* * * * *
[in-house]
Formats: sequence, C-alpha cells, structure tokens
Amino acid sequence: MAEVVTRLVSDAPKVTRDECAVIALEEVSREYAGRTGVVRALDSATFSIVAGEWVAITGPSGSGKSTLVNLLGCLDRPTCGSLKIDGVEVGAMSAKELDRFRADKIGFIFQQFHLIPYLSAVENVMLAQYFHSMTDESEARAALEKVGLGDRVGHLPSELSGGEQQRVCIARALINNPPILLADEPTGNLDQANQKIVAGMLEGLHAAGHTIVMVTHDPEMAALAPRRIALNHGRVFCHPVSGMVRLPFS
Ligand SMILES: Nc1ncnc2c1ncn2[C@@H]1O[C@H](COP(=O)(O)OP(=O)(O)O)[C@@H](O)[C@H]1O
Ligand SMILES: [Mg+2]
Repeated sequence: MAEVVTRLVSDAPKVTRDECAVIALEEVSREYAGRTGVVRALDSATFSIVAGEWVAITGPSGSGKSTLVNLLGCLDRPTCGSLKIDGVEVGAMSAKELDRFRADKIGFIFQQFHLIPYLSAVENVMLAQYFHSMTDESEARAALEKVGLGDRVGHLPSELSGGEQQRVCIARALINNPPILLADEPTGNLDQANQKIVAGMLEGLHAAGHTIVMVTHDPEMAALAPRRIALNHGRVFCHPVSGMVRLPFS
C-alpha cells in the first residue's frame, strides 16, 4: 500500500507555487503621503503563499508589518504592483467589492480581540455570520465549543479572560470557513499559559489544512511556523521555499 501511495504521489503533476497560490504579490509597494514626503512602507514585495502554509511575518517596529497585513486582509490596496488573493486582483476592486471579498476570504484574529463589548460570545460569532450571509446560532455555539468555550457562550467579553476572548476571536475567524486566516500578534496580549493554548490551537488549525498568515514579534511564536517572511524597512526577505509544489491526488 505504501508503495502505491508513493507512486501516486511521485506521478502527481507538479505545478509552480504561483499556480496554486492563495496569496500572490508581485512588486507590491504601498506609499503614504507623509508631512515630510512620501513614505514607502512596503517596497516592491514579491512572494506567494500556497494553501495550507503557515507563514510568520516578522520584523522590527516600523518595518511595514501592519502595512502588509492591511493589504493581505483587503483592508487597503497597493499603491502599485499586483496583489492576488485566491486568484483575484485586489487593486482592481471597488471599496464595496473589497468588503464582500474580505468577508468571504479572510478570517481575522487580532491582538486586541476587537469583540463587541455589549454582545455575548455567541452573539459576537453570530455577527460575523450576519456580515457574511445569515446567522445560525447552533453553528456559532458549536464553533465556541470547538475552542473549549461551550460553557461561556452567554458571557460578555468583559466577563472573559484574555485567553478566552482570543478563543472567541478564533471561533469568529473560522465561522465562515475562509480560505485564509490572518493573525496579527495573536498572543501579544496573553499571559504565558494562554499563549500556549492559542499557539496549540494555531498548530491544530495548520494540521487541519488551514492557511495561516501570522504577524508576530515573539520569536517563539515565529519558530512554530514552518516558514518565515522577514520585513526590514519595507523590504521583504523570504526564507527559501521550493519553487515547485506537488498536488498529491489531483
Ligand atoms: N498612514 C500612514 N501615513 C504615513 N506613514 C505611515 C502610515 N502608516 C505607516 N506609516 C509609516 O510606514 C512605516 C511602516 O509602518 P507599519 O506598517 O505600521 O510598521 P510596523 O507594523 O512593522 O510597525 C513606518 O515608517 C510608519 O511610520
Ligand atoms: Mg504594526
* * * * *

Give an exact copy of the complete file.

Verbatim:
[in-house]
Formats: sequence, C-alpha cells, structure tokens
Amino acid sequence: MAEVVTRLVSDAPKVTRDECAVIALEEVSREYAGRTGVVRALDSATFSIVAGEWVAITGPSGSGKSTLVNLLGCLDRPTCGSLKIDGVEVGAMSAKELDRFRADKIGFIFQQFHLIPYLSAVENVMLAQYFHSMTDESEARAALEKVGLGDRVGHLPSELSGGEQQRVCIARALINNPPILLADEPTGNLDQANQKIVAGMLEGLHAAGHTIVMVTHDPEMAALAPRRIALNHGRVFCHPVSGMVRLPFS
Ligand SMILES: Nc1ncnc2c1ncn2[C@@H]1O[C@H](COP(=O)(O)OP(=O)(O)O)[C@@H](O)[C@H]1O
Ligand SMILES: [Mg+2]
Repeated sequence: MAEVVTRLVSDAPKVTRDECAVIALEEVSREYAGRTGVVRALDSATFSIVAGEWVAITGPSGSGKSTLVNLLGCLDRPTCGSLKIDGVEVGAMSAKELDRFRADKIGFIFQQFHLIPYLSAVENVMLAQYFHSMTDESEARAALEKVGLGDRVGHLPSELSGGEQQRVCIARALINNPPILLADEPTGNLDQANQKIVAGMLEGLHAAGHTIVMVTHDPEMAALAPRRIALNHGRVFCHPVSGMVRLPFS
C-alpha cells in the first residue's frame, strides 16, 4: 500500500507555487503621503503563499508589518504592483467589492480581540455570520465549543479572560470557513499559559489544512511556523521555499 501511495504521489503533476497560490504579490509597494514626503512602507514585495502554509511575518517596529497585513486582509490596496488573493486582483476592486471579498476570504484574529463589548460570545460569532450571509446560532455555539468555550457562550467579553476572548476571536475567524486566516500578534496580549493554548490551537488549525498568515514579534511564536517572511524597512526577505509544489491526488 505504501508503495502505491508513493507512486501516486511521485506521478502527481507538479505545478509552480504561483499556480496554486492563495496569496500572490508581485512588486507590491504601498506609499503614504507623509508631512515630510512620501513614505514607502512596503517596497516592491514579491512572494506567494500556497494553501495550507503557515507563514510568520516578522520584523522590527516600523518595518511595514501592519502595512502588509492591511493589504493581505483587503483592508487597503497597493499603491502599485499586483496583489492576488485566491486568484483575484485586489487593486482592481471597488471599496464595496473589497468588503464582500474580505468577508468571504479572510478570517481575522487580532491582538486586541476587537469583540463587541455589549454582545455575548455567541452573539459576537453570530455577527460575523450576519456580515457574511445569515446567522445560525447552533453553528456559532458549536464553533465556541470547538475552542473549549461551550460553557461561556452567554458571557460578555468583559466577563472573559484574555485567553478566552482570543478563543472567541478564533471561533469568529473560522465561522465562515475562509480560505485564509490572518493573525496579527495573536498572543501579544496573553499571559504565558494562554499563549500556549492559542499557539496549540494555531498548530491544530495548520494540521487541519488551514492557511495561516501570522504577524508576530515573539520569536517563539515565529519558530512554530514552518516558514518565515522577514520585513526590514519595507523590504521583504523570504526564507527559501521550493519553487515547485506537488498536488498529491489531483
Ligand atoms: N498612514 C500612514 N501615513 C504615513 N506613514 C505611515 C502610515 N502608516 C505607516 N506609516 C509609516 O510606514 C512605516 C511602516 O509602518 P507599519 O506598517 O505600521 O510598521 P510596523 O507594523 O512593522 O510597525 C513606518 O515608517 C510608519 O511610520
Ligand atoms: Mg504594526